“When you go through a recession and downsize your police force, without resources you can’t be proactive, you are just providing fire brigade policing, which is what we said in relation the Regency – we were at a juncture having come through a recession, we weren’t as knowledgeable as we should be as how criminals were behaving.
“Since the creation of DOCB [March 2015) and the task force to support it, we are constantly, every day of the week, targeting those who are the kingpins of organised crime.
“We’re not waiting for the next murder and [then trying to] solve it, we targeting those at the helm and people at all sort of levels in organised crime.”
A key component of the new strategy, post-Regency, was the ‘threat to life’ interventions- where the DOCB devoted extensive resources and time to gathering intelligence on gang associates, conducting surveillance and - when the time was right - swooping on them.
“We might identify locations where firearms might be used and we might be aware they are planning to murder – but even if you catch people with firearms, they get a certain sentence,” he said. “Unless you can prove the purpose for which they had the firearm was to kill, you weren’t going to get the best results and take the hit teams out.
“That’s why we had to put significant resources into monitoring these people to the extent we had sufficient proof firearms were for the purpose of killing.”
In the year the feud erupted in Ireland, in 2016, there were 20 interventions, growing to 26 in 2017. They halved to 13 in 2018 and stood at 14 in 2019 and collapsed since.
“They really dwindled in 2020, when we had two cases and there has been one so far this year, in Tallaght in recent weeks,” the AC said.
He said that in times of cutbacks this could be because of a lack of policing, but said this wasn’t the case over the last two years.
“We have taken a number of hit teams out,” he said.
Asked, based on court reports, if three to four hit teams have been taken out, he said: “It’s probably more than three to four and we also have hitmen.”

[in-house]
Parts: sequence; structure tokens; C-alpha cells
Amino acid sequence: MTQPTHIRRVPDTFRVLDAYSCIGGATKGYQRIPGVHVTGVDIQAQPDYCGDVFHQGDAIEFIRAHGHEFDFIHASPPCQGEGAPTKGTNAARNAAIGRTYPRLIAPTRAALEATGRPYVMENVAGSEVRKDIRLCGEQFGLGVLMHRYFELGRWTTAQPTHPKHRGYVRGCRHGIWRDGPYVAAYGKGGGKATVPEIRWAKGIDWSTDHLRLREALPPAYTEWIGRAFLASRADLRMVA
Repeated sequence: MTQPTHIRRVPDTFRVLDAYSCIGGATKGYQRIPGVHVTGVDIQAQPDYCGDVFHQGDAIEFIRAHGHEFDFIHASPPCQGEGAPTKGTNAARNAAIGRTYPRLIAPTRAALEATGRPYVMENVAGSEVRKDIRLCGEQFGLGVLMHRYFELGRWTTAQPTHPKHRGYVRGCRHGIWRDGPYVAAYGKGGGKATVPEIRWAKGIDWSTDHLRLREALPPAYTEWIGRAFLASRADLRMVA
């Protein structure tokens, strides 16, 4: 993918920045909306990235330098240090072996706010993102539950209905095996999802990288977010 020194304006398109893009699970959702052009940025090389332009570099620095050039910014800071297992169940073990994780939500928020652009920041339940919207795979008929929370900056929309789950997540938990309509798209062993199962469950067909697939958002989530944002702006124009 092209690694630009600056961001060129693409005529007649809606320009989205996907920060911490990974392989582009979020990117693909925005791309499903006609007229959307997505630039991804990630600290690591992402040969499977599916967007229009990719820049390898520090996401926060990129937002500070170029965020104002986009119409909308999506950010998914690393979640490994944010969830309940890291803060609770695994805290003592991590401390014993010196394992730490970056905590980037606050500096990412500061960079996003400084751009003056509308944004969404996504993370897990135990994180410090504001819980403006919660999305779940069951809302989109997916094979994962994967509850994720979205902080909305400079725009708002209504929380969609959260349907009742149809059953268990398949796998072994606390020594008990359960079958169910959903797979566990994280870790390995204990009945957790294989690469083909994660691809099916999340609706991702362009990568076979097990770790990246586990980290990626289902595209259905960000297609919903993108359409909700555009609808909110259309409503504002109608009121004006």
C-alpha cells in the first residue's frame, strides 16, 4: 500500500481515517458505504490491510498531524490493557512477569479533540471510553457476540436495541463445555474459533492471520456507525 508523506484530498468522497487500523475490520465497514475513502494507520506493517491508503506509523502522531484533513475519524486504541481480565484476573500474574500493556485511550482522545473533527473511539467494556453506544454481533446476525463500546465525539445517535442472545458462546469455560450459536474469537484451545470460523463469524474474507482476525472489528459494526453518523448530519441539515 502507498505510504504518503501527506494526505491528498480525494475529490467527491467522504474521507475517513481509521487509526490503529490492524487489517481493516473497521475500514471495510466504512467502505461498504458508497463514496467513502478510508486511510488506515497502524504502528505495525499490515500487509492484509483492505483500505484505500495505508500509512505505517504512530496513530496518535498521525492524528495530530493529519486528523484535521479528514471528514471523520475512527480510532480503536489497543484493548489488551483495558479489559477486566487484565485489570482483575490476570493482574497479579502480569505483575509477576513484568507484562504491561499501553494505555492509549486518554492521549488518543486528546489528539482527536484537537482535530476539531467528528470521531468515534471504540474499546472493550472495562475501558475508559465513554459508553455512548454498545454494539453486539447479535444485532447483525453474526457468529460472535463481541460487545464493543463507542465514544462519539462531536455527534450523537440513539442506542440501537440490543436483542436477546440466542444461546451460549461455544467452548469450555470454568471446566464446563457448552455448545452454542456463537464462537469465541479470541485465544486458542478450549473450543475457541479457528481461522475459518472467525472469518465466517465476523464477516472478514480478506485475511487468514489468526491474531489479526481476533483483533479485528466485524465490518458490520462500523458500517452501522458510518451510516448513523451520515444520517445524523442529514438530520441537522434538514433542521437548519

These hit teams have been successfully convicted before the SCC and include hitmen, such as Imre Arakas, brought in from Estonia.
The AC said: “Regarding hit teams, I argued at the very beginning of putting resources into this, before we caught the first hit team, I said there are only so many people who will murder in these circumstances. I believe that has proven to be the case.”
He said separate figures support this analysis.
“It’s reflected in another statistic, which are provisional figures, to the end of August show 36% less murders than this time last year,” he said, noting murders have dropped from 25 to 16. This includes a fall off in gangland murders.
“They just aren’t there to the extent we had, and our biggest problem now is the domestic-related murders,” he said. “There were no murders in May and no murder in July – a lot of countries would like to say that.”
While there are no official figures on ‘gangland murders’ media reports would suggest there were one, maybe two, this year, with three in 2020 (including that of Robbie Lawlor in the North as part of the Drogheda-Coolock feud).
In comparison, there were 10 gangland murders in 2019, seven in 2018, seven in 2017, 13 in 2016 and eight in 2015. The figures were generally higher in the preceding years - 2014 (13), 2012 (15) and 2010 (18).
The drop in threat to life operations and gangland murders is also reflected in seizures of firearms by DOCB, although this is confined just to this year.
There were 25 firearms seized in 2015, 18 in 2016, 29 in 2017, 23 in 2018, 18 in 2019 and 23 in 2020. Four firearms have been seized this year.
AC O’Driscoll said that some of the firearms are “military grade” with seven assault rifles and 17 machine guns seized by DOCB since 2015.
The DOCB have made use of special – some critics say draconian – powers contained in 2009 legislation, which created a new set of organised crime offences and referred them automatically to the non-jury Special Criminal Court, unless otherwise directed by the DPP.
These included offences of directing a criminal organisation, participating in such an organisation, benefiting or enhancing the activities of a criminal organisation.
Thehas previously reported the sharp rise in organised crime cases, as well as money laundering cases, before the SCC, growing from three cases in 2015, to 49 cases in 2019 and to 116 cases in 2020.
Figures compiled by AC O’Driscoll show that since January 1, 2019, DOCB has secured:
- 27 convictions in the SCC where the sentence has been more than five years, relating to organised crime offences and money laundering crimes;
- 46 convictions in the ordinary (jury) criminal courts with sentences over five years, mainly for drugs supply and some money laundering;
- 41 convictions in the ordinary courts where the sentences were less than five years
He pointed out these cases do not include the raft of convictions secured by local detectives for feud-related murders nor does it include DOCB convictions prior to January 2019. Neither do they include major convictions secured in Spain and Britain, where DOCB assisted.
With all the convictions of Kinahan lieutenants and foot soldiers, has the cartel not been partially dismantled?